NEWARK, New Jersey (WABC) -- Some residents of Newark have been forced from their homes because their landlord failed to comply with a judge's ruling to make repairs on the building's squalid conditions.
The owner of 17 Stratford Place hid behind a flashlight, a hoodie and three armed guards Tuesday night to evade our questions.
We wanted to question him about why 47 families have been living in squalor and why, when a judge ordered him to fix up the place, he didn't.
Earlier those security guards had told us to leave as tenants scurried out.
The whole building was deemed by the city of Newark to be unfit for human habitation.
Last week, Eyewitness News reporter Jim Dolan exposed the horrors of this taxpayer subsidized property, ravaged by rodents, insects and mold.
One wall was literally held together by tape.
"They don't really care about us," one tenant said. "They want us to live like that. Cause they don't have to live like that."
But now, finally, the tenants don't either. After the city brought the landlord to court last week, a judge ordered him to make repairs by Monday.
He didn't, so at his expense, he has to put his tenants up in a hotel room starting Tuesday.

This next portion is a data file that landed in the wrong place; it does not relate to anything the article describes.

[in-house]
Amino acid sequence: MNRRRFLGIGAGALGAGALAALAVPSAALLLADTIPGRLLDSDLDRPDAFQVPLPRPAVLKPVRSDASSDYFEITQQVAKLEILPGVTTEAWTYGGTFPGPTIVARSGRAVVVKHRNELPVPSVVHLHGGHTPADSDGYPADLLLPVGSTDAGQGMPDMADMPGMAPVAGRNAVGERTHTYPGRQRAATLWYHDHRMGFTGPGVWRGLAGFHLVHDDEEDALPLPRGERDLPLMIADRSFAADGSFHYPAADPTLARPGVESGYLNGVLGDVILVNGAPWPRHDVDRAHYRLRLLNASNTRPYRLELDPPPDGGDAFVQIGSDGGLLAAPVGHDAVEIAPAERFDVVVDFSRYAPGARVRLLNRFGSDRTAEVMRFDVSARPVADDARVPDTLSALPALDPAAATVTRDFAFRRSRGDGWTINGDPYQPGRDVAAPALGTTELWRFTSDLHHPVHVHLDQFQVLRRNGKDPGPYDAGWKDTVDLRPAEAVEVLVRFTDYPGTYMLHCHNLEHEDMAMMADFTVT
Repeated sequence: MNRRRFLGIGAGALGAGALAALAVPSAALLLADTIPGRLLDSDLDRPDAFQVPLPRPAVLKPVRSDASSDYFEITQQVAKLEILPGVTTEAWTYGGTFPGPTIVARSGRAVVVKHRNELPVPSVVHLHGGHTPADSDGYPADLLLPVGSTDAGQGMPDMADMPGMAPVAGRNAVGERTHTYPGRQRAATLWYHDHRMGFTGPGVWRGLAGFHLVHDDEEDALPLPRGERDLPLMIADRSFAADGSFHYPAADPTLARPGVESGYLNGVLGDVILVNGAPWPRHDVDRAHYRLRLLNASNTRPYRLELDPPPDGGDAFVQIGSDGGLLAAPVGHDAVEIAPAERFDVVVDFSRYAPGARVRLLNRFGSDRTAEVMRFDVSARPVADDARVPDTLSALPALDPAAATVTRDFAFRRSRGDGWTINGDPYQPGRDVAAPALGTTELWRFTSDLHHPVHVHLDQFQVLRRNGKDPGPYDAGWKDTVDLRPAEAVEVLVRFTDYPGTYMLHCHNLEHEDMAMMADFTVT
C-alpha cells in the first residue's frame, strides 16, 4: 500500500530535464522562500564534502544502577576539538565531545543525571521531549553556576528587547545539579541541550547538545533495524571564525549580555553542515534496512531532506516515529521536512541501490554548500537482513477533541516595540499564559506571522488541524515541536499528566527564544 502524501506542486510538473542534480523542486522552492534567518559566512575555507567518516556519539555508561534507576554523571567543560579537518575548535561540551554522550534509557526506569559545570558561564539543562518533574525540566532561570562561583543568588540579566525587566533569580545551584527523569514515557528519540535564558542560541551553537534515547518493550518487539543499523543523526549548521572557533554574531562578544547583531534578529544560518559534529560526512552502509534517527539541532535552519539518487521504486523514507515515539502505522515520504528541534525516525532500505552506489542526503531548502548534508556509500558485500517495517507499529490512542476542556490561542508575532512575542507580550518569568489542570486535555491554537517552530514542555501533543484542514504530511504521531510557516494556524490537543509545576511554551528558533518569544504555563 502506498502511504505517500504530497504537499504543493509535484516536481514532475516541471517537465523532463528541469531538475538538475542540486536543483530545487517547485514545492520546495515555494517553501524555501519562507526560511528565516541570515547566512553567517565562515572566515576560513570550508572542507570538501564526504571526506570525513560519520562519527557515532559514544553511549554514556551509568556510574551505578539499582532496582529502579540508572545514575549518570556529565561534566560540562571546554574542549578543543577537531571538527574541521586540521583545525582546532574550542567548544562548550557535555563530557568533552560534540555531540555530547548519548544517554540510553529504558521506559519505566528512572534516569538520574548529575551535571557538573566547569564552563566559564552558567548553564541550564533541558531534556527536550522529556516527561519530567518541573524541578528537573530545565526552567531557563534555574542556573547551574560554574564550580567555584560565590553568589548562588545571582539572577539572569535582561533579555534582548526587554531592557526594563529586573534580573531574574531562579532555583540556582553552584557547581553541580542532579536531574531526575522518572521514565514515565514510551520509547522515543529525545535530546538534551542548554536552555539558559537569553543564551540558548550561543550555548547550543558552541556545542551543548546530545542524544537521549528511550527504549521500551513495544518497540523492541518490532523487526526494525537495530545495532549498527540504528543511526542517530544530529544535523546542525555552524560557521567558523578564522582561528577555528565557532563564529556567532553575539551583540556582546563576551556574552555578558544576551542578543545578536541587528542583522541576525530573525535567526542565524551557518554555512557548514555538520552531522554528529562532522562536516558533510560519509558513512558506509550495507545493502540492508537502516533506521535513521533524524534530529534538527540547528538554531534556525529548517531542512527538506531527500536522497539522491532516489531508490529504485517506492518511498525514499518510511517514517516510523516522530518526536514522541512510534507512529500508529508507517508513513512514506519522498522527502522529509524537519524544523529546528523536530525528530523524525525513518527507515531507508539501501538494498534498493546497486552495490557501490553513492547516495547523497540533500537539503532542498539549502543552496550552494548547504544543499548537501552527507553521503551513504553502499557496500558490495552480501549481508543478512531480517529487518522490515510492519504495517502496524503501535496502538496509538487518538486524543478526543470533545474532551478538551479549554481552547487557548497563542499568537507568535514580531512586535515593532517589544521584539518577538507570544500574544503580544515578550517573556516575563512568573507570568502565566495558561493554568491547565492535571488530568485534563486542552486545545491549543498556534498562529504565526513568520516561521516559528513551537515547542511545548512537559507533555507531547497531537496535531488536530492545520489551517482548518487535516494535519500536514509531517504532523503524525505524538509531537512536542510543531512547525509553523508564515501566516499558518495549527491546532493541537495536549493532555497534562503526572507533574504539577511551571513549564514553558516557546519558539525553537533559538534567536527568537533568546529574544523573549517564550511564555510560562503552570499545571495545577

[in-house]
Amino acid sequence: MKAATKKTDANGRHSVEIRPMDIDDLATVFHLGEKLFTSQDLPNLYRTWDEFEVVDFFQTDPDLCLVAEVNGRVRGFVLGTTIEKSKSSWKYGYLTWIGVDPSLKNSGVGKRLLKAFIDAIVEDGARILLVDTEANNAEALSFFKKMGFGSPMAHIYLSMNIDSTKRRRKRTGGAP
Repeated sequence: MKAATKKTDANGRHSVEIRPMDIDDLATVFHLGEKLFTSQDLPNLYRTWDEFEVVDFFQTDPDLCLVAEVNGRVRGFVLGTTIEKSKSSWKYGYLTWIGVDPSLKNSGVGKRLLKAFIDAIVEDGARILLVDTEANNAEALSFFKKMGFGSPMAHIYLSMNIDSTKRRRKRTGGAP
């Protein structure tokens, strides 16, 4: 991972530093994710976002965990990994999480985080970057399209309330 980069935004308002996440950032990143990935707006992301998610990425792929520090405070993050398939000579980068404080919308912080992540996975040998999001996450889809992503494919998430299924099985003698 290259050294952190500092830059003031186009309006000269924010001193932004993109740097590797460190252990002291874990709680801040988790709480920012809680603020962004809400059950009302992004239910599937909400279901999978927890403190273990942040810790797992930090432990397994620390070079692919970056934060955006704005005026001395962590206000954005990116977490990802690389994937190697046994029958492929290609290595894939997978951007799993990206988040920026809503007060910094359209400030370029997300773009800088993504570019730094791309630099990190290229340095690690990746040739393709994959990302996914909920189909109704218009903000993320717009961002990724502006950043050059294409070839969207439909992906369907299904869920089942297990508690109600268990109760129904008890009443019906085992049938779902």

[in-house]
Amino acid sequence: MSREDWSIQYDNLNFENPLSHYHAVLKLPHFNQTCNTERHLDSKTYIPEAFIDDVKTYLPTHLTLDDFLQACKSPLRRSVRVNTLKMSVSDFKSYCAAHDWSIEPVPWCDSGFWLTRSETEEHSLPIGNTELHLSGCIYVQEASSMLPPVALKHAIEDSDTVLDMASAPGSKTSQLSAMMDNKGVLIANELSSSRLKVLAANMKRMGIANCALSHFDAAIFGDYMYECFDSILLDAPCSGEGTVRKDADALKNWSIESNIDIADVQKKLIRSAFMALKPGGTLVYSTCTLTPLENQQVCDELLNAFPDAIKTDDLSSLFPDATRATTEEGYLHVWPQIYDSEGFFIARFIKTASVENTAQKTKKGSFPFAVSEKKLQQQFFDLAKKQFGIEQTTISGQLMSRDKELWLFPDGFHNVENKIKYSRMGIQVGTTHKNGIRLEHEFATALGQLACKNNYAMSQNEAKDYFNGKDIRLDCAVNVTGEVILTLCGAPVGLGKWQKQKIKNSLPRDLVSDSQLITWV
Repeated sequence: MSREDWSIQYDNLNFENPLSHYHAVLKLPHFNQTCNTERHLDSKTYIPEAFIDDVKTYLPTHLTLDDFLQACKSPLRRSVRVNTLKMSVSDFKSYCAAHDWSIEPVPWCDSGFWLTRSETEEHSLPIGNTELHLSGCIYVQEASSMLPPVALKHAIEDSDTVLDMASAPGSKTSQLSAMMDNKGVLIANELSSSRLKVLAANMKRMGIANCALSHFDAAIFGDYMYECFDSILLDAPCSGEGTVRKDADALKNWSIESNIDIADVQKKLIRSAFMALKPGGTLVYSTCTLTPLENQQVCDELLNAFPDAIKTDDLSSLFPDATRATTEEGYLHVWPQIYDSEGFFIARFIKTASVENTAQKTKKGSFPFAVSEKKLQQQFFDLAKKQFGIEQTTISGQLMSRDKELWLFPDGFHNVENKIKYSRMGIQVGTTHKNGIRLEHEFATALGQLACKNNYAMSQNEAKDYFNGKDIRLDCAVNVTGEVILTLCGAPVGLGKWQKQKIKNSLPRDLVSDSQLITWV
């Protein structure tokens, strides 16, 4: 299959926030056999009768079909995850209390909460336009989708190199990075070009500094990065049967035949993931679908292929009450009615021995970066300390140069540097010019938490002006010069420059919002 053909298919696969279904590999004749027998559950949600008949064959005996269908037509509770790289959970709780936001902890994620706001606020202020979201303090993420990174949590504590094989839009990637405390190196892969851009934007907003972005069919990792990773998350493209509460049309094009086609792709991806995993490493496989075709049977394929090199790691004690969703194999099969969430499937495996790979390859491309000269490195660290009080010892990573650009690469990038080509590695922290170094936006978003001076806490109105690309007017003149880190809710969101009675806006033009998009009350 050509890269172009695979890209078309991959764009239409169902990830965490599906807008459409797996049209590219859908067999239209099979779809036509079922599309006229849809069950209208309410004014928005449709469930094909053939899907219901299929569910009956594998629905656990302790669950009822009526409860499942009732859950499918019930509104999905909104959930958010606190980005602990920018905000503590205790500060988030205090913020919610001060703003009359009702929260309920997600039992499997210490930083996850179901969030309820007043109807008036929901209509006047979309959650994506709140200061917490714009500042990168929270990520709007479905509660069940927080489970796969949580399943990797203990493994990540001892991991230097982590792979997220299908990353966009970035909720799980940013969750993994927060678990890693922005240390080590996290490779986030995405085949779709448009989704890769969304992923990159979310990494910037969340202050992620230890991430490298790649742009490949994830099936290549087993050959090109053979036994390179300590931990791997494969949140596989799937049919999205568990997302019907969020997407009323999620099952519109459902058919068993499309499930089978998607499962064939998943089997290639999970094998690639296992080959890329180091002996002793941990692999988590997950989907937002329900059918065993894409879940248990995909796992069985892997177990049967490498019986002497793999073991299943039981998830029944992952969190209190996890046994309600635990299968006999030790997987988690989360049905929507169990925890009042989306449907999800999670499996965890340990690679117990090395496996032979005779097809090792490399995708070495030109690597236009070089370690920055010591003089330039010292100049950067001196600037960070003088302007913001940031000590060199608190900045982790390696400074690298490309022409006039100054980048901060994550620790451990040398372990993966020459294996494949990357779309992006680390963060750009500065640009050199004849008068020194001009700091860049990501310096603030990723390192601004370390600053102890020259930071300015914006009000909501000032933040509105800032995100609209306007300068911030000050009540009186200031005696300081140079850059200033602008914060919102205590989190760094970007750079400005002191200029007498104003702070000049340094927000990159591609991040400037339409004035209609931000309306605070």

The city said the landlord claimed to have just purchased the building and had promised to abate the violations quickly.
But a Newark official tells Eyewitness News the only thing that has changed is the shell company on paper, and that the actual ownership hasn't changed at all.
Lynne Patton, HUD Regional Administrator for New York and New Jersey, issued the following statement:
"I declared war on private slumlords in New Jersey last year. Not only did HUD fine the negligent ownership of 17-23 Stratford over half a million dollars in civil money penalties, but on November 6th, HUD forced the sale of the property to a new preservation buyer who is committed to correcting these longstanding health and safety code violations immediately. We are working closely with the mayor and city to ensure displaced residents can return to their homes as soon as possible this holiday season."
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Newark shuts down building infested with rodents, roaches and mold